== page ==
“I'll never get a tattoo,” I've vowed to myself more than once. While I have many friends I like and respect who sport body art, I've never had any desire to have someone inject ink into my body. The vast majority of tattoos I've seen are no improvement on the original, natural skin. But I'm no crusader against the tattoo industry or against those who have tattoos. I just don't plan on getting any myself.
But recently I found that I had three “tattoos” of India ink, though they were in a place almost no one could see. And while I never consented to them, I was glad I had them. I'm not certain whether any trace of them remains. They served their purpose.
Over the past dozen years, I've had problems with gastrointestinal bleeding. In the spring of 1999 I spent close to a week in Elkhart General Hospital due to G.I. bleeding. The doctor told my wife I didn't have stomach cancer, colon cancer, ulcers, and probably a few other things. But he couldn't locate the bleed except to say that it was in that vast, 18-foot-long small intestine. The bleeding stopped on its own, and the doctor said it was probably a “vascular malformation,” in which a weakness in a small vein manifests itself in bleeding. I was told not to use aspirin or ibuprofen. For me, the Columbine massacre will always be linked to my time in the hospital.
The next year, at around the same time, I had another bleed, and another hospitalization. This time, a colonoscopy detected the problem—a lesion in the large intestine. The lesion was cauterized, and I had no G.I. bleeding for a decade.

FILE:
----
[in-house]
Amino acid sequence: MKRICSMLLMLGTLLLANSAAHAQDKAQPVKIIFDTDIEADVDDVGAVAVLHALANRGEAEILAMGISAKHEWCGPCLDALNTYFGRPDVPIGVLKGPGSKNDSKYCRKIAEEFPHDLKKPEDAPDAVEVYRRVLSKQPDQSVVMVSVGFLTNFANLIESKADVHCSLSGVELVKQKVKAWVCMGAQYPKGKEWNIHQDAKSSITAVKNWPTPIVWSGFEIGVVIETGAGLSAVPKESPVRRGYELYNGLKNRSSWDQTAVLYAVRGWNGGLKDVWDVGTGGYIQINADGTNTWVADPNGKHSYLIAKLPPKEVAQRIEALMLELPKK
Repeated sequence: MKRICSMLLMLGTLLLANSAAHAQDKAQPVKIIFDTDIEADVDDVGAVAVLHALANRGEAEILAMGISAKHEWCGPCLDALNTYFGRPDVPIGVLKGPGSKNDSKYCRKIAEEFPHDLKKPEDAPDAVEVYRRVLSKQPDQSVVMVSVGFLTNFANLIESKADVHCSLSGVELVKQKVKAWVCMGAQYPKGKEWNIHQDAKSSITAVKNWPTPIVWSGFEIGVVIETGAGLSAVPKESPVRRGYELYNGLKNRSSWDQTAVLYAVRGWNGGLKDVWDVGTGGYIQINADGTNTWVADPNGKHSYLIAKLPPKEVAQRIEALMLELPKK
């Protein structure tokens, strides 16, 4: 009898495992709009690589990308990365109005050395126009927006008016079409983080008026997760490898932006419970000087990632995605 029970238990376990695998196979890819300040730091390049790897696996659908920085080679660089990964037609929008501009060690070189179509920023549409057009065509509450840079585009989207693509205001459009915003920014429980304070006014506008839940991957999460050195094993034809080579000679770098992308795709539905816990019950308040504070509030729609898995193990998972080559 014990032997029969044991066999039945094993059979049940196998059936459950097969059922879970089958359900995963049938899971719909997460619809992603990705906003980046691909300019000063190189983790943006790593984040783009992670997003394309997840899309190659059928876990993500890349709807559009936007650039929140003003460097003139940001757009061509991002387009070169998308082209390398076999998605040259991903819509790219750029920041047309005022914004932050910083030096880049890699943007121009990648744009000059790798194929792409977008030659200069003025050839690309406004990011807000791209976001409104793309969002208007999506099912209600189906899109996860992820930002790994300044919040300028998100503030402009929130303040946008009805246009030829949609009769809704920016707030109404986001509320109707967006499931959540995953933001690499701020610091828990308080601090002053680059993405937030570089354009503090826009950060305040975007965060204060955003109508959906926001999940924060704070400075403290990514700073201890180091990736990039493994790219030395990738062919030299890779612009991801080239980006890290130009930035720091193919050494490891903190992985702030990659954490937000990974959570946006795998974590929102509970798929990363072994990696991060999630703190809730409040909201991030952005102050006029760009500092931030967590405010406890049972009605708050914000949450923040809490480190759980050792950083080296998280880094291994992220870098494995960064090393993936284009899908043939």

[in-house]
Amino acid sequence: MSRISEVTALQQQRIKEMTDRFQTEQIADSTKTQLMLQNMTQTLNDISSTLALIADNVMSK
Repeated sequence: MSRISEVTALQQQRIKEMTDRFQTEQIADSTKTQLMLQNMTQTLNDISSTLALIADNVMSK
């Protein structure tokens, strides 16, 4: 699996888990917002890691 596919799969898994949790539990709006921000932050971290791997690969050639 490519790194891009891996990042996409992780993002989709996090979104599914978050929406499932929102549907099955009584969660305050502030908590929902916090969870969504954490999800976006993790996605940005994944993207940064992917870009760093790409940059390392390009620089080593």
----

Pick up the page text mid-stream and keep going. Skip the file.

But on Thursday, July 8, it came back, first in the form of dark stools, and by Saturday the 12, I it was clear that I needed to check myself into the hospital. I drove back from my job at the South Bend Amtrak station, left a note for my wife, and drove myself to Elkhart General Hospital.
I was there for just over a week, while the doctors and technicians tried to locate the source of the bleeding. I had an upper-G.I. endoscopy, which ruled out the esophagus and stomach. I had a colonoscopy, which eliminated the large intestine. Once again, I was bleeding from the small bowel. After a capsule endoscopy, in which I swallowed a capsule that took pictures of my intestines, gave inconclusive results, it was clear that Elkhart General had done all it could do. On Sunday night, July 18, I rode in an ambulance to the University of Chicago Medical Center, one of the nation's best hospitals for gastroenterology.
Things went slowly at the big hospital. While I did the preparation for the double-balloon enteroscopy on Monday (drinking a dreadful laxative concoction called GoLytely, which supposedly doesn't drain the electrolytes from the system, though it wipes out nearly everything else), I didn't have the procedure until Thursday. But once I finally had it, the physicians found the problem. The team spent about three hours checking my small bowel first by way of the anus, and then by way of the mouth. And in that second scan, they found “submucosal lesions,” which were responsible for the bleeding. And to mark the lesions, as well as the part of my small bowel which was not surveyed, I received three “tattoos” of India ink.
The next day, Friday, July 23, I had laproscopic surgery. I awoke to find five small scars on my belly. Later I learned that the surgeon had removed about 3 feet of my small intestine. “You'll never miss it,” he said.
I sill have to do follow-ups, and there's some possibility I'll have to do a round of chemotherapy if the labs find anything potentially cancerous. But right now, I'm glad to be home. And since I haven't heard anything from Chicago, I'm hoping no news is good news. And I'm happy to be in the land of the living, albeit with 20 percent less guts and perhaps some vestige of India ink tattoos.
Photo: University of Chicago Medical Center (Wikimedia).